Couesnon Trumpet

Discussion in 'Vintage Trumpets / Cornets' started by Heavens2kadonka, Oct 2, 2004.

  1. Heavens2kadonka

    Heavens2kadonka Forte User

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    Okay, had this little puppy for a while now, and I've been sorta looking around to see if anyone would know how to estimate the year of the horn.

    I remembered a few minutes ago that Tom Turner mentioned something about him catergorizing the horns, or knowing someone who did. So I was hoping to get a few answers about this little ditty...

    The only numbering that looks like serial numbers is a "22" under all the engraving on the bell, and "D11" on the 2nd Valve. Any ideas?

    Also, I was wondering: do all Couesnon trumpets in this line (The medal engraving line) have the weird looking tuning slide screw-mechanism (I don't remember seeing it on the others I've seen).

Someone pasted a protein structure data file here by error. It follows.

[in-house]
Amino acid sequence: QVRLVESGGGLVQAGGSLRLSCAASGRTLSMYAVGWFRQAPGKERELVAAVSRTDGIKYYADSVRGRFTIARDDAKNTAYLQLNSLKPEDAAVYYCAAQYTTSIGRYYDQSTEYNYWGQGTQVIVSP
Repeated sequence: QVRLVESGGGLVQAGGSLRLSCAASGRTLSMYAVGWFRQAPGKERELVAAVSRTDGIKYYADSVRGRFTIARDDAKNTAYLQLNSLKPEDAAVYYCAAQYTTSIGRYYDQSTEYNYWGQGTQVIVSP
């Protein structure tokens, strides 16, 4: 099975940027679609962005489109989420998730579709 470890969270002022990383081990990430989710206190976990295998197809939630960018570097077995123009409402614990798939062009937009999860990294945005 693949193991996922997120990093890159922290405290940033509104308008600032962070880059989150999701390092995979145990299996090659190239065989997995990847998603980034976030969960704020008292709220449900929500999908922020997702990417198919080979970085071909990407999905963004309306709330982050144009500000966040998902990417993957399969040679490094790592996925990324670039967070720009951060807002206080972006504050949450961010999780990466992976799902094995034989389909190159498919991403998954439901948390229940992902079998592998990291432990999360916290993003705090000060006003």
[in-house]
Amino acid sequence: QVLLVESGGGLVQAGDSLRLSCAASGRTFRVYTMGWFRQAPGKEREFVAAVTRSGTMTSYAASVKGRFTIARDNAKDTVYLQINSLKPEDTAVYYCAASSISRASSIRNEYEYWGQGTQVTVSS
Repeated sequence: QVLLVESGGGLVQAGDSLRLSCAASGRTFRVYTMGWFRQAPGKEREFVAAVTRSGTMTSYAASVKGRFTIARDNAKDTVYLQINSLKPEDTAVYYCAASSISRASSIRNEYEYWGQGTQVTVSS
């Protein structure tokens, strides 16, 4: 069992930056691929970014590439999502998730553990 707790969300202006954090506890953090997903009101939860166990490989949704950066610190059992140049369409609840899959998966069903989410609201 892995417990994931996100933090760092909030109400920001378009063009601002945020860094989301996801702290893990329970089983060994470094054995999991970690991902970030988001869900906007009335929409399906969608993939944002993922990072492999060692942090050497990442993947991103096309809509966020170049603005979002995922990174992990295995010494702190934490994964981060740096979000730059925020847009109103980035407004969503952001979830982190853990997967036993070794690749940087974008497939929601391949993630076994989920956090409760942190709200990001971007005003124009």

The horn is in exceptional shape, with the only expenses required being valve springs, ding work, and work done to the water key (A bit loose). I thought it was a good deal (55.00, includes UPS shipping...). Of course, the guys at the Brass Bow regard these horns as absolute dogs......

    Van
     
  2. knf jazz cat

    knf jazz cat New Friend

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    Screw what the Brass Bow guys say!! Kenny Dorham played/endorsed Couesnon trumpets. He sounded great on his horns. As for that screw mechanism on the tuning slide, the Blessing Artist and Super Artist trumpets of back in the day also had that mechanism. It's a handy little device; keeps the tuning slide from getting involuntarily moved.